Every man and his dog has a Twitter account today, so integrating such a popular service into your operating system is always going to be a popular move. Now, you can enter your login details for Twitter in the System Preferences of your iOS 5 device, making it much easier to quickly share information from apps such as Safari in a couple of taps.
The interface looks simple, popping up in the middle of the screen when you choose to share something to Twitter, and allowing you to add other information that you would get from within the application, such as your location. Having Twitter built directly into the operating system is a vast improvement over using the third party application for sending tweets, and it saves a lot of time when you’re tweeting something from the web or your photo collection.
For years, the one thing keeping BlackBerry phones remotely relevant in the modern smartphone market has been the BlackBerry Messenger, also known as “BBM”. With the introduction of a similar service on iOS 5, called iMessage, however, we may see the market share of BlackBerry devices dwindle even further in the future.
Available on the iPhone, iPod Touch and iPad, iMessage avoids cellular networks entirely by using data networks and sending messages over Wi-Fi or, on compatible devices, 3G. You can send text or images over the protocol, and it won’t affect the number of texts that you have remaining on your plan.
If both recipients are on the iMessage app at the same time, then you can see when the person that you’re talking to is typing a new message, just like you would in an IM client such as iChat on OS X. The only problem with iMessage, like BBM, is that both recipients need to have the software in order to use it. For now, that means that you will still be sending more text messages than iMessages (unless you have an incredibly high-tech group of friends, or happen to work at Apple) but it’s a good start.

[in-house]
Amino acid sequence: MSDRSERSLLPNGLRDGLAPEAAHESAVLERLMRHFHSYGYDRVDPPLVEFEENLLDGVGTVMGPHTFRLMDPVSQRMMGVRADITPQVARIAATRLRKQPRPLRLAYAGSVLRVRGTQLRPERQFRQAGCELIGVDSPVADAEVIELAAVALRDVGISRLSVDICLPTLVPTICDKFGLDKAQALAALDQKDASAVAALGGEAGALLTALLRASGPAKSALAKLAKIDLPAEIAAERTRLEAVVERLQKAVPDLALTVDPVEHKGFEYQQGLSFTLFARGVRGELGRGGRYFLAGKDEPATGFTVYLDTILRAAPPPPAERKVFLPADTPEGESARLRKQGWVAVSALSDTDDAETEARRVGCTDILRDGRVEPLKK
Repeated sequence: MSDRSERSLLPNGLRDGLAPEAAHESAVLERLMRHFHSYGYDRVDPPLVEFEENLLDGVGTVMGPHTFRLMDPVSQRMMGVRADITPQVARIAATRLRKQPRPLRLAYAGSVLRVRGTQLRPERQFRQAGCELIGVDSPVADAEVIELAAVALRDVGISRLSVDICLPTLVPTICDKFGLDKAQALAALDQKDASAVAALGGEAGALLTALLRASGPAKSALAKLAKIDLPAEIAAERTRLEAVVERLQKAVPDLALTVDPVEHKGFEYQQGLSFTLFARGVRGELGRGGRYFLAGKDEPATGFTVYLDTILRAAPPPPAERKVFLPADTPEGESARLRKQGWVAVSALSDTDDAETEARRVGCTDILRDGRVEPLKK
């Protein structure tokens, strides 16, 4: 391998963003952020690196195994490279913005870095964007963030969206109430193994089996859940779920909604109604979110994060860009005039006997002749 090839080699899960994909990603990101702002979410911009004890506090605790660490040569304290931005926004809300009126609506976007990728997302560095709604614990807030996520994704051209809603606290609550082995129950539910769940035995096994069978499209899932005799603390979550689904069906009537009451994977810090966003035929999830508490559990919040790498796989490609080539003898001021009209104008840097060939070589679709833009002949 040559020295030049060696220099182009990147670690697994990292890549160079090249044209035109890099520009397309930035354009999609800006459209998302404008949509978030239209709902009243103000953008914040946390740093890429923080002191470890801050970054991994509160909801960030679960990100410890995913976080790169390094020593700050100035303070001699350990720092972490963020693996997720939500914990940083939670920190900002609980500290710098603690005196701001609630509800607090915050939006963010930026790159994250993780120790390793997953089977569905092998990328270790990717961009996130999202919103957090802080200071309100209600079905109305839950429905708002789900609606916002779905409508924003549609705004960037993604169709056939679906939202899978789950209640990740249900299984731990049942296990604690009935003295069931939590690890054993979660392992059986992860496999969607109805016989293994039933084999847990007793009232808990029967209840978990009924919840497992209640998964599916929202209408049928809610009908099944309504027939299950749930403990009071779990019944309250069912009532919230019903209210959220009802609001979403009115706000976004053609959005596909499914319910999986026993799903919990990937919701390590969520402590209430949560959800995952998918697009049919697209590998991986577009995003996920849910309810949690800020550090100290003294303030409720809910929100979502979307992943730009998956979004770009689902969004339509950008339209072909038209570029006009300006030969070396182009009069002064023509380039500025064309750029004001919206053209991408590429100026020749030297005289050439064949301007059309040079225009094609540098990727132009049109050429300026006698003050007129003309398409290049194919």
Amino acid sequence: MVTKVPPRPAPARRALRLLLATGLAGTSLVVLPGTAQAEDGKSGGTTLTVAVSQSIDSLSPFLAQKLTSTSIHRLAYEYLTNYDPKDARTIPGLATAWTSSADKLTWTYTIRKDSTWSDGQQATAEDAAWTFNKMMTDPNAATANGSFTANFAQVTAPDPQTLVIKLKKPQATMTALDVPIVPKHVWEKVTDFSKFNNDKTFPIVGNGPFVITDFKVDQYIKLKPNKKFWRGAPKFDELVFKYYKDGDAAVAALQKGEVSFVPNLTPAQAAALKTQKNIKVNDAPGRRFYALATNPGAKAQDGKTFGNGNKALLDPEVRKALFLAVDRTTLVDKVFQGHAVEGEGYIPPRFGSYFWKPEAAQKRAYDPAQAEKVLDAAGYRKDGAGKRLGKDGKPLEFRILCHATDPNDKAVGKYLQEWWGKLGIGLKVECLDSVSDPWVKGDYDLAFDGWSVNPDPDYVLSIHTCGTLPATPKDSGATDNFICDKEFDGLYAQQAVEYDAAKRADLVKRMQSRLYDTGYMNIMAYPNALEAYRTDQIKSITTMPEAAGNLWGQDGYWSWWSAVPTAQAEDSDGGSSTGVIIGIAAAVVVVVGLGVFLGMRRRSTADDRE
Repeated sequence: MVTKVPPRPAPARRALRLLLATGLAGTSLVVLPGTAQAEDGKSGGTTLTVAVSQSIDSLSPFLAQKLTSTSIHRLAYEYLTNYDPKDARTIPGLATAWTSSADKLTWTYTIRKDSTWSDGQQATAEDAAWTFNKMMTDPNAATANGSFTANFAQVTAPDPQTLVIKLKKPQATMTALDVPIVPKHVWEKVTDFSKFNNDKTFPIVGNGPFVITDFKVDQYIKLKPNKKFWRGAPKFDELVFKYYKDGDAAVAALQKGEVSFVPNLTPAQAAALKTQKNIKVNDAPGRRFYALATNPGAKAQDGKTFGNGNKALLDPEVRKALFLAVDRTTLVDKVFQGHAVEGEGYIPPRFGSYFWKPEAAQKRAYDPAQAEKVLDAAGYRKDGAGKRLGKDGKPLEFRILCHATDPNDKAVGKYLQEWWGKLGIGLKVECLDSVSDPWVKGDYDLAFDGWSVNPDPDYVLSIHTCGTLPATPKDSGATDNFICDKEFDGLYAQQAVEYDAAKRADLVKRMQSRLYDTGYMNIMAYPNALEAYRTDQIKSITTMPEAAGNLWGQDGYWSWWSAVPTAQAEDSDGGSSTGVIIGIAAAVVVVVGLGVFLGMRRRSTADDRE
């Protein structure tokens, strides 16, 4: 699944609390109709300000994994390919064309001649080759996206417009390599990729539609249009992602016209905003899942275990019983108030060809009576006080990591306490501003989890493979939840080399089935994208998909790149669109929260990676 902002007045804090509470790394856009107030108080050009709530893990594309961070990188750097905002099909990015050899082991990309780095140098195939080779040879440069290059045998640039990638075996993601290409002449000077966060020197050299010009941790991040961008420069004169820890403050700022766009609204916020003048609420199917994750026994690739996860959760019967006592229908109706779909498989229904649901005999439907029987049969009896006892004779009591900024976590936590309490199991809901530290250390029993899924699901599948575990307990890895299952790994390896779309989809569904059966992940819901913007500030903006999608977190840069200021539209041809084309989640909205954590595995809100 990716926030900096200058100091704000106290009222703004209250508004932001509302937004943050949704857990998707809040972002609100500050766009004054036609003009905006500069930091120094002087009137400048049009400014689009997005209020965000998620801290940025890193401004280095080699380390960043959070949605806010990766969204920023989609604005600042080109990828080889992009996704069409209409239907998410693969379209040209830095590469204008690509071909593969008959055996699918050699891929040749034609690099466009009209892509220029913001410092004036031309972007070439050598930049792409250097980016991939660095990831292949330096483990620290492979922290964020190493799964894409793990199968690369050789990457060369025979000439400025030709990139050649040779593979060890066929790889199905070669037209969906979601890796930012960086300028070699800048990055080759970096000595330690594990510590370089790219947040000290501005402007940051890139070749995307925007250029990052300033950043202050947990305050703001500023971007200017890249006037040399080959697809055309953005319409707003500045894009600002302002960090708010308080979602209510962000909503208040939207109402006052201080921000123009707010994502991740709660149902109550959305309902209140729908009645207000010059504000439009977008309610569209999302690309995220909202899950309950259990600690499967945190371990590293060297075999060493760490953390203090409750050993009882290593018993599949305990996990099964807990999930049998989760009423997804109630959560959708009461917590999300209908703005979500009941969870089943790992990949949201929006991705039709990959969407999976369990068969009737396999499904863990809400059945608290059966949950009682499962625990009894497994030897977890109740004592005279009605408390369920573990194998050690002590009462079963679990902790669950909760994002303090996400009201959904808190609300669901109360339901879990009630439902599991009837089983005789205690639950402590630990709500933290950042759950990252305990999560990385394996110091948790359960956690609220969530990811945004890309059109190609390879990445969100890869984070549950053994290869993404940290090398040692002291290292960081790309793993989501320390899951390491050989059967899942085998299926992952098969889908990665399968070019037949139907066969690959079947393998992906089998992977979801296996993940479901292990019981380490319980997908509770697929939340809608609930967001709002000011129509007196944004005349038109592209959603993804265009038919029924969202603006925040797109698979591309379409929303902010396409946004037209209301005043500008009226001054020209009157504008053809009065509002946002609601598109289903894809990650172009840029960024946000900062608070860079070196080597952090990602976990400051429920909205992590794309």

I’d personally prefer it if phone manufacturers came up with one, open standard that could be used across the board between all devices, so it would be a lot easier to eradicate text plans or at least seriously reduce them. Unfortunately, it doesn’t look like that’s going to happen anytime soon.
Although it’s a feature which will undoubtedly be more attractive on a device with a larger screen, such as the iPad, Newsstand is a great addition to what is quickly becoming a content consumption device. Despite the iPhone’s small display, there are numerous magazine and newspaper apps available from the App Store, and they can quickly clutter your home screen in no time at all.
Newsstand behaves similarly to a folder but keeps all of your newspapers and magazines tucked away on a virtual shelf so that they don’t clutter up your device. If an app supports Newsstand it will appear on your shelf, and whenever a new issue is available it will be downloaded and waiting for you the next time you pick up your device.
This is quite an exciting prospect for people who regularly read magazines on their phone, as you won’t have to manually check to see if a new issue is available within the app; it will just be waiting for you and ready to read.
The jump from iOS 4 to iOS 5 is probably the biggest thing to happen to the iPhone since the App Store was introduced. Everything on my wish list, from improved notifications to widgets, has been answered, and the extras such as iMessage that I hadn’t even thought about until they were introduced are bound to make a massive impact as well.
For any iPhone 3GS, 4 or 4S owner, this upgrade is an absolute no-brainer. Apple has done a great job with the latest version of their pride and joy, so if you haven’t done so already, go and download it from iTunes for free.
If you want to read a review focused more on the iPad and iOS 5, then you can check out our iPad iOS 5 review too. Want to hear more about Siri? Check out our iPhone 4S review for all the details, and be sure to let us know what you think in the comments!
Hoping to study Computer Science at University in the near future, you’ll seldom see John without a computer in touching distance! His interests include building computers, reading all sorts of literature and of course writing for Zath to keep you updated on all the latest in the world of tech! You can follow John on Twitter as @british_geek.